Conscience or cowardice? 0

 ‘Conscience,’ Hamlet says, ‘does make cowards of us all.’

Or does cowardice claim the name of conscience – steal its identity – in order to excuse itself? 

Conscience should drive us, as individuals, to do what we believe to be morally right. But it may be a self-flattering word we use to explain why we do certain things that we actually do out of craven cowardice itself, or the sort of moral vanity that makes us want to appear virtuous rather than to act virtuously.

Governments, nations, and crowds also cover their actions with the same deceptive claim, attributing to conscience what they really do out of weakness, fear, stupidity,  hypocrisy and ideological romanticism.  

False conscience calls itself by many other names, among them these: political correctness; respect for multiculturalism or ‘diversity’; a striving for ‘social justice’ or economic equality or ‘fairness’;  remorse for (largely imaginary) historical sins. Under such names all kinds of idiotic, unjust, destructive and evil things are done.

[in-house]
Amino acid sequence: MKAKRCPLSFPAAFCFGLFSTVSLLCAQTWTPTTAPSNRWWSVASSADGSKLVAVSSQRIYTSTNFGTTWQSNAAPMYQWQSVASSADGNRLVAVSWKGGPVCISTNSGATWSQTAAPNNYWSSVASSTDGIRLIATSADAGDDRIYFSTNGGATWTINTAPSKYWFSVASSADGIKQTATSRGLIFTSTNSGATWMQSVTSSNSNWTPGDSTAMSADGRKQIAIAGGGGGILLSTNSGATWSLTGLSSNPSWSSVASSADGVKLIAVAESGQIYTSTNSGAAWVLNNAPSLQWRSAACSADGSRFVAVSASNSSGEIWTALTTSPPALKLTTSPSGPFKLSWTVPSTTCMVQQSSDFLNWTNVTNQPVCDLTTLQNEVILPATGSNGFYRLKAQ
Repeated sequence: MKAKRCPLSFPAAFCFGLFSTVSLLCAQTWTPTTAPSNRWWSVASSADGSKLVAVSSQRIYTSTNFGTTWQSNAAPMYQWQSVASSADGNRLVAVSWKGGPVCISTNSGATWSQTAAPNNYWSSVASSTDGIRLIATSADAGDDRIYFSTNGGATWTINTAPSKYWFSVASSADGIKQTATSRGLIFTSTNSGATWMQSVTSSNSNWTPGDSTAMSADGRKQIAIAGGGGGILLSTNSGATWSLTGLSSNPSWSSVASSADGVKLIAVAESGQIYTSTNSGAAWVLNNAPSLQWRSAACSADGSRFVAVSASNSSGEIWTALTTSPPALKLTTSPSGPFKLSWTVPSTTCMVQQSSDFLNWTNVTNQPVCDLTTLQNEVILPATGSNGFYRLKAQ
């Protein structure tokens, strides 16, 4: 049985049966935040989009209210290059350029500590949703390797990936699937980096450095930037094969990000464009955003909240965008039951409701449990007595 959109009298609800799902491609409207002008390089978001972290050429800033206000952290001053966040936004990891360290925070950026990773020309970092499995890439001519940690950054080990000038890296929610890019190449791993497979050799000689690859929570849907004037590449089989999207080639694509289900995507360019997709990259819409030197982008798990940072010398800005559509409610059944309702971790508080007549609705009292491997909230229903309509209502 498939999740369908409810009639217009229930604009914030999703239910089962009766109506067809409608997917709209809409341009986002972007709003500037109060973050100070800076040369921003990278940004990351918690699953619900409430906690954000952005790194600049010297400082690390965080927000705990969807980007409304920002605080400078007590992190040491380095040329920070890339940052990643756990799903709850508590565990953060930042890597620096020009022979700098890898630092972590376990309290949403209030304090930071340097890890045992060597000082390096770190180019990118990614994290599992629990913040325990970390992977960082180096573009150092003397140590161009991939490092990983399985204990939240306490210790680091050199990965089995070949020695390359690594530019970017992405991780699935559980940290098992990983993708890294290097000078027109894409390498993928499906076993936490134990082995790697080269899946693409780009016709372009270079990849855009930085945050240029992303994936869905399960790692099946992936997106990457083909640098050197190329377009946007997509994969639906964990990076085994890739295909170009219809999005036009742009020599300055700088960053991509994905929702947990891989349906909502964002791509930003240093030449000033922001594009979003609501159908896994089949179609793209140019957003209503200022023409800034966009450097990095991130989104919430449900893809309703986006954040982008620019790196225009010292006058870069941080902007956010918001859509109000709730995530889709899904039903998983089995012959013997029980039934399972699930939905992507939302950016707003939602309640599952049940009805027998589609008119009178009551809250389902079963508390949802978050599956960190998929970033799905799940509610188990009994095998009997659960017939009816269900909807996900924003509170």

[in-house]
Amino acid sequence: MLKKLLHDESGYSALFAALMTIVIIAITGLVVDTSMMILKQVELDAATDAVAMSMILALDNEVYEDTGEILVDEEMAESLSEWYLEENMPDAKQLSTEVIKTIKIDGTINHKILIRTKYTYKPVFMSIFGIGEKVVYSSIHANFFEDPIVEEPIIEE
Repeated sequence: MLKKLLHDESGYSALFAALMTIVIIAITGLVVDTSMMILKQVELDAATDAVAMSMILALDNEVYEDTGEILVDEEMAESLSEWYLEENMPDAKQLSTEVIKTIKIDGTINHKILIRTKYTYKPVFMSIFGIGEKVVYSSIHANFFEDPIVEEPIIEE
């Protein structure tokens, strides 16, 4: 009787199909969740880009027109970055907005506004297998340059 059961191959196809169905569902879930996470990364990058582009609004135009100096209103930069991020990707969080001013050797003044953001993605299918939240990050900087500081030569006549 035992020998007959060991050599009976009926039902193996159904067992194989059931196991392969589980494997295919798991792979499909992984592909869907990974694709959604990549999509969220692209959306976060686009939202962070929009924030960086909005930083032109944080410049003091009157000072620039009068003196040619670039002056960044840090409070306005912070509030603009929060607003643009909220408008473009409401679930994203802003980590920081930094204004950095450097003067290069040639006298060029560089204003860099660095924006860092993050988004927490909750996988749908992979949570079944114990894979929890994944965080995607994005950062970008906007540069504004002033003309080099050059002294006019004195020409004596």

Exempli gratia from the real world: 

In the US millions of voters elect an unqualified candidate to political office because he is black.

Navies refrain from capturing pirates, or (even better) summarily killing them, because ‘they have human rights’.

Liberal democratic welfare states keep and protect alien Islamic preachers of terrorism and sedition, lavishly house, feed, educate and medically treat them (and their pluralities of wives and families) at the expense of their intended victims, the indigenous population, because if they’re returned to their own countries they may be tortured or executed – or even because some witness at their possible trials might be tortured.

Western governments abrogate freedom because citizens use it to criticize Muslims and their beliefs.